2. No dot below the E
3. No distortion in the left M leg
4. No notches in the 0
5. Chain not broken
6. Shorter serif
7. No notch in the B
A poor imitation, the “10” top left is too closed, the bottom left 10 is too thick & no bulge in the “1”, the chains only have 2 or 1 link, the corner elements are lacking rays,
the “H” has no slant in the crossbar, serifs on the “1” are short, the tip of the key has no oval and does not touch the frame. Many other faults
Mi 9 1863 Jan. issue
The main difference between the imperforated 5sgr stamps and the rouletted and perforated ones is on the pendant.
The imperforated stamps show but a few horizontal shade lines, whereas the rouletted and perforated stamps have two fine lines running parallel to the outside lines in the end of the right pendant.
NOTE: there are at least 8 different forgeries of this issue most of which are the Mi 4 1859 examples of forgeries
Mi 10 1866 issue
Of the rouletted stamps, only the 5g and the new 10g had the now useless dividing lines, while they had been removed, except for some insignificant traces, on the 5sg, the 2g stamps never had any. In the fall of 1866, the printer abandoned the unpractical rouletting of the sheets. He acquired a perforating device which supplied a line perforation 13.
In 1866/67 all six values were placed in circulation perforated 13,
The 3gr is on laid paper as before, all the others being on wove. Of note, these are generally poorly printed.
The dividing lines were removed from the stone of the 7gr and though the lines remained on the other values they did not always print distinctly.
Most of the values of this set are considerably rarer used than unused for not only did they have a very short life, but a number of remainders came on the market in 1868 (Bredemeyer?).
There is a 1903 post in the Monthly Journal that in December 1868 a Mr. Van Rinsum, of Amsterdam, passing through Bremen, purchased the whole stock of stamps there, for cash , at the then high price of 5 thalers (actually a good deal).
Mi 11 1866 Sept. Issue
Mi 12 1866 Dec. Issue
Mi 13 1867 Issue
The left one has a prominent dash under the C
Note in both that the wave pattern on the left side of the bottom banner is level instead of being slanted.
Several bottom letters are much thinner than the original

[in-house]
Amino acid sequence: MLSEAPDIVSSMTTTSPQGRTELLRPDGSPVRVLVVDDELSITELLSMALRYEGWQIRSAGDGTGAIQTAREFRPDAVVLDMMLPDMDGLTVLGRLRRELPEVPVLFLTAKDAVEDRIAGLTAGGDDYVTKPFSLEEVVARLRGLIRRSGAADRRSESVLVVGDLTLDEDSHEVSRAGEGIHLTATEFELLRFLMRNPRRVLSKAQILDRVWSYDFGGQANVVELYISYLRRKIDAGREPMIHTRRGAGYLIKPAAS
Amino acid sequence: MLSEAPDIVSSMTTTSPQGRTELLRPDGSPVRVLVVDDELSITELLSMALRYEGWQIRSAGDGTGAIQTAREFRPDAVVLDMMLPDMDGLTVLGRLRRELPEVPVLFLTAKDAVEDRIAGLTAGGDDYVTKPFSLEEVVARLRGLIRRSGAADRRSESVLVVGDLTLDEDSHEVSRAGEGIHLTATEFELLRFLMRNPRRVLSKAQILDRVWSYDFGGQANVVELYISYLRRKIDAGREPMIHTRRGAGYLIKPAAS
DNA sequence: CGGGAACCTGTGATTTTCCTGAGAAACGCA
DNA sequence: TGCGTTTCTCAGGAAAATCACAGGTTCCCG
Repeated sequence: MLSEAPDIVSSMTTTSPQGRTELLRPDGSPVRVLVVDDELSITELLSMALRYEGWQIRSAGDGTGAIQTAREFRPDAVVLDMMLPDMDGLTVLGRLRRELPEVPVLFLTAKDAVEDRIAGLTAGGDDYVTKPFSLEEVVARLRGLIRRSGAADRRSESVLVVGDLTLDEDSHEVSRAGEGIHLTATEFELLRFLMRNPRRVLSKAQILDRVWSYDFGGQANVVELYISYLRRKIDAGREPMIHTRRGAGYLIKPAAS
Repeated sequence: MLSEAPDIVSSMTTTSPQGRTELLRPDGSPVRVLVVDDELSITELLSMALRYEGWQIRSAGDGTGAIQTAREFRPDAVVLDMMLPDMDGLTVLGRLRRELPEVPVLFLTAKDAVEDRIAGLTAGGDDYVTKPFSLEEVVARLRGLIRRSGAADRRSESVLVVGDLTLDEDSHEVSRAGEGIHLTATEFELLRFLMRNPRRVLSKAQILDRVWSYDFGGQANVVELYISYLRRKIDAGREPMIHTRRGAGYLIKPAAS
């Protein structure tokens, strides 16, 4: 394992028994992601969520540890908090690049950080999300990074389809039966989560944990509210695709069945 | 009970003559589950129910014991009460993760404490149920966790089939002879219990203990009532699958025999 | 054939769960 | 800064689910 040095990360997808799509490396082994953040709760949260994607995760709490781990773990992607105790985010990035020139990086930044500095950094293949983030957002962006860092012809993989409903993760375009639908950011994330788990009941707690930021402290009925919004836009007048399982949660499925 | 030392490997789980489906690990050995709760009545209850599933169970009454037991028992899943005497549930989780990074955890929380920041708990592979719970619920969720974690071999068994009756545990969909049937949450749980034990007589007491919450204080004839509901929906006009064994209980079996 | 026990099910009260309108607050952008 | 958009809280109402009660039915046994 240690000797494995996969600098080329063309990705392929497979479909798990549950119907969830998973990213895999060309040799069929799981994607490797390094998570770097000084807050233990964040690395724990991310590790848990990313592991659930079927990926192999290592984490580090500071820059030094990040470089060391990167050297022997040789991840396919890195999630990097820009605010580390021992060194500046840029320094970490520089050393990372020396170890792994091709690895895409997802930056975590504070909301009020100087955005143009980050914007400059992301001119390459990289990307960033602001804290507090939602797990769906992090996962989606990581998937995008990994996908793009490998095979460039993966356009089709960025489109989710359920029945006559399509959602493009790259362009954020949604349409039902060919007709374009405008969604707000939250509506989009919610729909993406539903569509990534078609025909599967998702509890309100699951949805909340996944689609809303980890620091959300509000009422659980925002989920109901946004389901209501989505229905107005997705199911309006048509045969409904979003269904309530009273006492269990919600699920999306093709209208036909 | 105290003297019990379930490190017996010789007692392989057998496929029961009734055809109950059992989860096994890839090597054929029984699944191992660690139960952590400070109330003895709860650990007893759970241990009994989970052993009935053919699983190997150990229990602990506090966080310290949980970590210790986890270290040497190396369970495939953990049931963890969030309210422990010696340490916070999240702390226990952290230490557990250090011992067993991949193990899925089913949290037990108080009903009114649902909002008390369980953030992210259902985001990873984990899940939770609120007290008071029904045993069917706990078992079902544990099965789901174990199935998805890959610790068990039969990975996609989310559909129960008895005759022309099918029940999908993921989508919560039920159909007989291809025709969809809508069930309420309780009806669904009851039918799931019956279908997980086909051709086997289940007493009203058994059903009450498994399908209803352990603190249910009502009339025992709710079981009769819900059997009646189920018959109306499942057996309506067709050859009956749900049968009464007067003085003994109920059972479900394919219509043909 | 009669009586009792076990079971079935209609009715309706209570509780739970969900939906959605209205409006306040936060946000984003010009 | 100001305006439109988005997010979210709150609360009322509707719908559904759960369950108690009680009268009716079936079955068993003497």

Mi 14 1867
Mi 15 1866
Bremen also produced a fairly rare postal cover which has been forged in great quantities.
This is the top left corner print with 2 varieties
Genuine envelopes exist on several papers from white to bluish or bluish-grey, with and
without watermark and in various size and cuts. The oval is invariably in the upper left
comer and a hand-stamped “FRANCO” is in the lower left comer. There are two types
of genuine oval imprints as shown above
The stamps of Bremen were valid until Dec.31st,1867 when the stamps of the North-German Confederation came into use.
I. The A of AMT has equal legs.
2 P is inclined slightly left.
3. Tail or the R is diagonal.
4. The lower lobe of the S in STADT is nearly closed.
I. A has a longer left leg.
2. P is nearly vertical.
3. R tail is nearly vertical.
4. Lower lobe wide open.
For both types:
The S of STADT is lower at the left than the T of AMT at theright
The point or the coat-of-arms is between the E and M or BREMEN but closer to the E
The height of the oval is 15 1/3mm; the sides of the crown flare out
In STADT and in POST the bottom of the S is slightly lower than that of the T.
At least 5 different forgeries are known but none are considered as dangerous>
Comparison to the originals easily differentiates them.
The Serrane Guide to Stamp Forgeries
H. Bynof-Smith: Forged Postage Stamps of Europe and Colonies
Album Weeds – How to Detect Forged Stamps, R.B. Earée: 3rd Edition
650 falsche stempel und Prufzeichen BDph
German Philatelic Society Reference Manual of Forgeries
Fritz Billig: and Otto Stiedl – Großes Handbuch der Fälschungen, Bremen 1934
Distinguishing Characteristics of Classic Stamps: Old German States, Hermann Schloss
Germany States Vol 1, Muller, 1933
The Forged Stamps of All Countries, Dorn, J.
Altdeutschland spezial-katalog und handbuch, Grobe 1963
Bergedorfer postgeschichte : von den anfangen bis 1868, Karl Knauer 1961
Handbuch Der Neudrucke , Paul Ohrt, 1938.
Handbok för filatelister Sigurd Tullberg.
Étude sur les Faux Timbres d’Europe, A. de Haene
Bayern spezial katalog 1976 : kreuzerausgaben stempelteil